Blog
About

7
views
0
recommends
+1 Recommend
0 collections
    0
    shares
      • Record: found
      • Abstract: found
      • Article: found
      Is Open Access

      AA-NAT, MT1 and MT2 Correlates with Cancer Stem-Like Cell Markers in Colorectal Cancer: Study of the Influence of Stage and p53 Status of Tumors

      Read this article at

      Bookmark
          There is no author summary for this article yet. Authors can add summaries to their articles on ScienceOpen to make them more accessible to a non-specialist audience.

          Abstract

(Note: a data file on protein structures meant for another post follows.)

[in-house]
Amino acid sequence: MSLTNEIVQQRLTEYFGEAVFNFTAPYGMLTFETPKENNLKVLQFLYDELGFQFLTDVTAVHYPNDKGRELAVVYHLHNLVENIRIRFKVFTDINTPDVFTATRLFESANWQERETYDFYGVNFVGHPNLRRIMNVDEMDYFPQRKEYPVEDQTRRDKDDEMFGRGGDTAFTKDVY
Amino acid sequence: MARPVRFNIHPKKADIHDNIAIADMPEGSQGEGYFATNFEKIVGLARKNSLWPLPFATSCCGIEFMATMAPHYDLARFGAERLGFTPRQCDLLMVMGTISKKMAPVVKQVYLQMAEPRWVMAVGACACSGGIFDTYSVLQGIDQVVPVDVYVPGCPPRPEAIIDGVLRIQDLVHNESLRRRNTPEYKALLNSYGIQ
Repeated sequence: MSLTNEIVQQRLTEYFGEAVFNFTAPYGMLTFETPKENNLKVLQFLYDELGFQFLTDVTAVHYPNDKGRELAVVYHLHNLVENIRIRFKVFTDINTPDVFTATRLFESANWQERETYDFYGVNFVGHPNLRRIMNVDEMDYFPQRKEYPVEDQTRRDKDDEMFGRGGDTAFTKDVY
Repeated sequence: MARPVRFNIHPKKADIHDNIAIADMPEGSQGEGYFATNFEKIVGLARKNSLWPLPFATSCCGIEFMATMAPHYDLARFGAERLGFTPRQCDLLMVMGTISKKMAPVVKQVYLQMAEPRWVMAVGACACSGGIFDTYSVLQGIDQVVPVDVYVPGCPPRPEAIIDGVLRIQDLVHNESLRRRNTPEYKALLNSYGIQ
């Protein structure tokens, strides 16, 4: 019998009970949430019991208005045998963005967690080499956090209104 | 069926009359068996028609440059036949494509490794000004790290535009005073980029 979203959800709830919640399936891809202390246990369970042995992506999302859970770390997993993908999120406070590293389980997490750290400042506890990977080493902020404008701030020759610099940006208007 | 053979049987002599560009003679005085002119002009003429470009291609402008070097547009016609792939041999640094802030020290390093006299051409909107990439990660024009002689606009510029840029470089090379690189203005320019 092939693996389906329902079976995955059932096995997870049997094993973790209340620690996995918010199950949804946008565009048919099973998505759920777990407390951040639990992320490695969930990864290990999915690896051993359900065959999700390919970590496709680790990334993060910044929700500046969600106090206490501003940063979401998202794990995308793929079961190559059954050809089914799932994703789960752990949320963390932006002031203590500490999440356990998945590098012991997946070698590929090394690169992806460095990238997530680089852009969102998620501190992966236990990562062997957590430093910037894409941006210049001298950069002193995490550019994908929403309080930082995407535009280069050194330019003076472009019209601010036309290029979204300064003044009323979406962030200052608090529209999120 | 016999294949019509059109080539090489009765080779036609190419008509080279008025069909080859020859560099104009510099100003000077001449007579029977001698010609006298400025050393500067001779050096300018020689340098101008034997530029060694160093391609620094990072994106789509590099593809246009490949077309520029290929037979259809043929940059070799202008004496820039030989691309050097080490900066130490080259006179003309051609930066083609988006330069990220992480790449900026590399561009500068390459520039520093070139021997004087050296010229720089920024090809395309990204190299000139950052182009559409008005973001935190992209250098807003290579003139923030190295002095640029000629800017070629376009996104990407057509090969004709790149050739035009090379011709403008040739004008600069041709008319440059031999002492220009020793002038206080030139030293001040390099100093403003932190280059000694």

The characterization of colon cancer stem cells (CSCs) may help to develop novel diagnostic and therapeutic procedures. p53 loss increases the pool of CSCs in colorectal cancer (CRC). Recent reports suggest that the oncostatic effects of melatonin could be related to its ability to kill CSCs. Although there are no data linking the loss of p53 function and melatonin synthesis or signaling in cancer, melatonin does activate the p53 tumor-suppressor pathway in this disease. In this work, we analyze whether the expression of melatonin synthesis and signaling genes are related to the expression of CSC markers and the implication of p53 status in samples from patients with CRC. Arylalkylamine N-acetyltransferase (AA-NAT), MT1, and MT2 expression decreased in tumor samples versus normal mucosa samples in mutated p53 (mtp53) tumors versus those with wild-type p53 (wtp53). Further, AA-NAT and MT2 expression were lower in advanced stages of the disease in wtp53 tumors. On the contrary, CD44 and CD66c expression was higher in tumor versus normal mucosa in wtp53 tumors. Additionally, CD44 expression was higher in advanced stages of the disease regardless of the p53 status. Patients with CD44 highCD66c high and wtp53 tumors in advanced stages showed low expression of AA-NAT and MT2 in wtp53 tumors. These results could indicate a possible interaction of these pathways in CRC.